Intel’s X25-E SSD Walks All Over The Competition

Client Application Performance And Power Consumption

The PCMark05 benchmarks certainly aren’t the best tool to evaluate business SSDs such as the X25-E, but they show how this drive would do in a high-end desktop PC.

When it comes to writing files sequentially onto a formatted drive, the X25-E does very well, but it doesn’t beat Seagate’s Cheetah 15K.6. As already mentioned, hard drives are still a great choice if you need high performance streaming performance for audio/video editing and similar applications.

The Windows XP startup benchmark requires both high throughput and quick access time, as it simulates the data that is accessed by Windows XP when booting up. The Intel SSDs clearly dominate here, and the difference between the X25-E and the X25-M is small enough to make the X25-M the better choice for desktops (since it offers 80 GB instead of 32 GB, at a lower price).

Power Consumption

We test power consumption by running specific workloads, as this is typically more relevant than the usual idle and peak power consumption numbers. The first test is DVD playback, which requires a constant and limited stream of data. Our second test checks the lowest idle power requirement. Finally, we check efficiency for workstation use and streaming read workloads.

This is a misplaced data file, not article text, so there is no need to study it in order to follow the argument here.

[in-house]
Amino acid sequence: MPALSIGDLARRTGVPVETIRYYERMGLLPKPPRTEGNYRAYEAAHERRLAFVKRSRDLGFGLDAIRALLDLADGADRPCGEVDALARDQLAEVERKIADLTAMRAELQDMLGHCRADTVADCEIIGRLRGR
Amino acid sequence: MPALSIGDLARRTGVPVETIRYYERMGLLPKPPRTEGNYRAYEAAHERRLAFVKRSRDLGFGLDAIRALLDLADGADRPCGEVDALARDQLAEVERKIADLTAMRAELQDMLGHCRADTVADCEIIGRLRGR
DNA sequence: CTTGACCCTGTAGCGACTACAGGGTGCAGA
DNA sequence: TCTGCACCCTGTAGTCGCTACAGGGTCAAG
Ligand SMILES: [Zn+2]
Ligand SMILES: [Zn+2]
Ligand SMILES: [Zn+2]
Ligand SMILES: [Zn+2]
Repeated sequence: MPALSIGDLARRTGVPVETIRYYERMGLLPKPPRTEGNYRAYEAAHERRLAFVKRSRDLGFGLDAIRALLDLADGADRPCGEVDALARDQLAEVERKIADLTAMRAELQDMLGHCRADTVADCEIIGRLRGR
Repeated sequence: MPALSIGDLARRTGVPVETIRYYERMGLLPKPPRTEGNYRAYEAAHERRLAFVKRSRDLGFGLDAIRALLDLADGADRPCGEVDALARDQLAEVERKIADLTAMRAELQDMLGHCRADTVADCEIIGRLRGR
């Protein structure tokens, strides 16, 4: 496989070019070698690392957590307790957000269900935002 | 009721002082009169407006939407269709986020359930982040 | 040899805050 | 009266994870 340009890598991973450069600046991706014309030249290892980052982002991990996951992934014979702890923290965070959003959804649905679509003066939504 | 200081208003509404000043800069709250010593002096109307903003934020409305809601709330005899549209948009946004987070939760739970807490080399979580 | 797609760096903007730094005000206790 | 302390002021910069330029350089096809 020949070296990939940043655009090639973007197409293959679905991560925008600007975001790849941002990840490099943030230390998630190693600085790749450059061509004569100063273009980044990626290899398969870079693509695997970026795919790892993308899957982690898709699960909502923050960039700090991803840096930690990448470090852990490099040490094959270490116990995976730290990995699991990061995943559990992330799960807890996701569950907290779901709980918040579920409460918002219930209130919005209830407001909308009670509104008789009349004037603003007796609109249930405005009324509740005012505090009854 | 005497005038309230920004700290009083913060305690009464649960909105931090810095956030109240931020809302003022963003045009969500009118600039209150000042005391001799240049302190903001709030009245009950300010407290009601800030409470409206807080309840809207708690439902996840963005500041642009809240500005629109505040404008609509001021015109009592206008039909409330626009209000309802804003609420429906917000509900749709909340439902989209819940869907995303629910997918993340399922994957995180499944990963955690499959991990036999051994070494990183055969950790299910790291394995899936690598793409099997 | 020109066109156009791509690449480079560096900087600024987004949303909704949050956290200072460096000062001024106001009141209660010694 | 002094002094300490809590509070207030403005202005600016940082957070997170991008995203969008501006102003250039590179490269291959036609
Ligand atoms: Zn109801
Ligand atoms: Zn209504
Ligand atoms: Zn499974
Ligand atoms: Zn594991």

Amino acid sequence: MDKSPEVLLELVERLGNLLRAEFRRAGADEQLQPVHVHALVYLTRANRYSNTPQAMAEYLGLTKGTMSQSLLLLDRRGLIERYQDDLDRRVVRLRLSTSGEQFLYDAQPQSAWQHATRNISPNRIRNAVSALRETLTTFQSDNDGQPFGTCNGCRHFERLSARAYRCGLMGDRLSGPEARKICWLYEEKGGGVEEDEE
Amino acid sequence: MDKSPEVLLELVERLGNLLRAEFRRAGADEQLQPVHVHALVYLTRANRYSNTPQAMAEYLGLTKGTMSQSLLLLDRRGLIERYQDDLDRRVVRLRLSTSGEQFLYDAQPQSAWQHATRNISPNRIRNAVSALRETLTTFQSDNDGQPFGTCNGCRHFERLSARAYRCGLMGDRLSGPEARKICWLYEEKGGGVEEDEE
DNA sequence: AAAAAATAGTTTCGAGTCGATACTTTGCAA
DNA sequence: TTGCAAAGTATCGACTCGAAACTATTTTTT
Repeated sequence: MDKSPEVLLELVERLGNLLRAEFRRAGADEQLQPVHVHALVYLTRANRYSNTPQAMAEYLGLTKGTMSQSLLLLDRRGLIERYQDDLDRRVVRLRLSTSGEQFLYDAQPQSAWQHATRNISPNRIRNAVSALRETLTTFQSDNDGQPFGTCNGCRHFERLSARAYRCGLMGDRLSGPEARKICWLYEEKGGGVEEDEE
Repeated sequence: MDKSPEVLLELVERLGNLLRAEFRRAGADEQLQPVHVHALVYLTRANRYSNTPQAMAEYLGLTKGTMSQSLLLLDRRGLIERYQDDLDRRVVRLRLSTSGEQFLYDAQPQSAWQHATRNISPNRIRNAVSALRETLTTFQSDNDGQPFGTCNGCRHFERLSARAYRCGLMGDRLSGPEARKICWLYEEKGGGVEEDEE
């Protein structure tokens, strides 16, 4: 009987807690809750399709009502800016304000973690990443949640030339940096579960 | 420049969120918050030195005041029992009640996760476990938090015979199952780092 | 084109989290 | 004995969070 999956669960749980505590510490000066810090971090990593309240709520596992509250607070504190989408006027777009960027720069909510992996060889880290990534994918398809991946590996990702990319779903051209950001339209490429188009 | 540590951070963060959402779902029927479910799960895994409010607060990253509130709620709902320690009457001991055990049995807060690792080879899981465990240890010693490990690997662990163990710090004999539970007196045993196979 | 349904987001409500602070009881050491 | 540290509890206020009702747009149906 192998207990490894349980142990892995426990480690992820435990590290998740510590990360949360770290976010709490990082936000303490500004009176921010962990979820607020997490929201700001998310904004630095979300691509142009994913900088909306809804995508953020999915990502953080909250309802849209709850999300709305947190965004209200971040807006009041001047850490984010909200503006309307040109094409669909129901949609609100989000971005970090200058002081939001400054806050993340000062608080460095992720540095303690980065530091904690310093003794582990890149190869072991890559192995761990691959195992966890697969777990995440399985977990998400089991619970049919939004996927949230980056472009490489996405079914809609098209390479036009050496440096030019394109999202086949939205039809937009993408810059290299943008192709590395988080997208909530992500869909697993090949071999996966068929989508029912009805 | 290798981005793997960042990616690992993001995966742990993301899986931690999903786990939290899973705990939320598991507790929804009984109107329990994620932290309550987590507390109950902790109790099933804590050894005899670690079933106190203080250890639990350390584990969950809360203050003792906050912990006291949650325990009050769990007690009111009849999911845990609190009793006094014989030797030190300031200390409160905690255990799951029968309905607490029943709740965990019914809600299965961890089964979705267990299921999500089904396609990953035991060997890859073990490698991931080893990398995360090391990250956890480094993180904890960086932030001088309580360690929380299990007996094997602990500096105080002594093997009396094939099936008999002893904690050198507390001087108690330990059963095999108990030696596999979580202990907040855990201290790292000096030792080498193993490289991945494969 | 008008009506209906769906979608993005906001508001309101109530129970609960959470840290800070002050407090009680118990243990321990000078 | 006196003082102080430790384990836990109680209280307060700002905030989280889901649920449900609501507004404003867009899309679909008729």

We don’t have results for all of the drives we used for comparison, as the test system is a notebook that wouldn’t allow us to attach the SAS hard drives. However, pretty much every 2.5” hard drive is above 1 W for this test, which tests the drives’ power consumption when delivering a rather small, but constant stream of data. Both 15,000 RPM hard drives by Hitachi and Seagate require more than 10 W idle power, as they were never designed to be efficient at such a workload. Intel’s X25 SSDs do well, but the power-optimized Samsung 64 GB Flash SSD is the most efficient.

We had the test system running idle for 10 minutes before we tracked idle power, as we wanted to see if the drives switched to a low-power idle mode. The results for the Intel SSDs are exciting: if they idle, they effectively don’t consume any power at all: 0.04 W for the X25-E and 0.07 W for the X25-M at extended idle pretty much speak for themselves.